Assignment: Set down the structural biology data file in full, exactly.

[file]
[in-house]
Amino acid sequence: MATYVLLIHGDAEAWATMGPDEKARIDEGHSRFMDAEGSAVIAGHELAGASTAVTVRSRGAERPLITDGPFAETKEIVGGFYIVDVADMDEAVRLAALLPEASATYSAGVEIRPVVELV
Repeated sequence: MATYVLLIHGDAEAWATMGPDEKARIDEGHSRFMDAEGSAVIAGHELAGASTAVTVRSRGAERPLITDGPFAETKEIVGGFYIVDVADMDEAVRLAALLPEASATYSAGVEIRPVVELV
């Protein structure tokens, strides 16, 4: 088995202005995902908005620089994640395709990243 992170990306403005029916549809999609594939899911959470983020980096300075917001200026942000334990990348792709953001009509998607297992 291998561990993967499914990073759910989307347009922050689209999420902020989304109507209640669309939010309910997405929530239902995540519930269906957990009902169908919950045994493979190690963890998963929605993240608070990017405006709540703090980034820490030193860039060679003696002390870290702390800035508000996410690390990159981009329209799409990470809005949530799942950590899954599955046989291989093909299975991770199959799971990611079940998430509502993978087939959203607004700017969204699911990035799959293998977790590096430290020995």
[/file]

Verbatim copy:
[in-house]
Amino acid sequence: MATYVLLIHGDAEAWATMGPDEKARIDEGHSRFMDAEGSAVIAGHELAGASTAVTVRSRGAERPLITDGPFAETKEIVGGFYIVDVADMDEAVRLAALLPEASATYSAGVEIRPVVELV
Repeated sequence: MATYVLLIHGDAEAWATMGPDEKARIDEGHSRFMDAEGSAVIAGHELAGASTAVTVRSRGAERPLITDGPFAETKEIVGGFYIVDVADMDEAVRLAALLPEASATYSAGVEIRPVVELV
């Protein structure tokens, strides 16, 4: 088995202005995902908005620089994640395709990243 992170990306403005029916549809999609594939899911959470983020980096300075917001200026942000334990990348792709953001009509998607297992 291998561990993967499914990073759910989307347009922050689209999420902020989304109507209640669309939010309910997405929530239902995540519930269906957990009902169908919950045994493979190690963890998963929605993240608070990017405006709540703090980034820490030193860039060679003696002390870290702390800035508000996410690390990159981009329209799409990470809005949530799942950590899954599955046989291989093909299975991770199959799971990611079940998430509502993978087939959203607004700017969204699911990035799959293998977790590096430290020995």